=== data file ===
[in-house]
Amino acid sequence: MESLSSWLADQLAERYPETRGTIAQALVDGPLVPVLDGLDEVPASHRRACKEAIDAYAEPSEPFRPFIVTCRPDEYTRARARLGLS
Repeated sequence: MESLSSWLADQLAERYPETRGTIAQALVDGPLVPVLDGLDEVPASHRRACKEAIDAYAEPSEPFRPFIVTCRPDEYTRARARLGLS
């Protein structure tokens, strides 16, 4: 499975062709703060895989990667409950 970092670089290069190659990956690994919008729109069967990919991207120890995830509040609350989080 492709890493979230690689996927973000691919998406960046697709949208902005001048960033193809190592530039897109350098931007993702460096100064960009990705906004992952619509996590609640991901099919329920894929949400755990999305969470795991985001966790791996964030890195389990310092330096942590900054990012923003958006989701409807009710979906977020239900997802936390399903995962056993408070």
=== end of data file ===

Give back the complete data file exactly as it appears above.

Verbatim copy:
[in-house]
Amino acid sequence: MESLSSWLADQLAERYPETRGTIAQALVDGPLVPVLDGLDEVPASHRRACKEAIDAYAEPSEPFRPFIVTCRPDEYTRARARLGLS
Repeated sequence: MESLSSWLADQLAERYPETRGTIAQALVDGPLVPVLDGLDEVPASHRRACKEAIDAYAEPSEPFRPFIVTCRPDEYTRARARLGLS
């Protein structure tokens, strides 16, 4: 499975062709703060895989990667409950 970092670089290069190659990956690994919008729109069967990919991207120890995830509040609350989080 492709890493979230690689996927973000691919998406960046697709949208902005001048960033193809190592530039897109350098931007993702460096100064960009990705906004992952619509996590609640991901099919329920894929949400755990999305969470795991985001966790791996964030890195389990310092330096942590900054990012923003958006989701409807009710979906977020239900997802936390399903995962056993408070």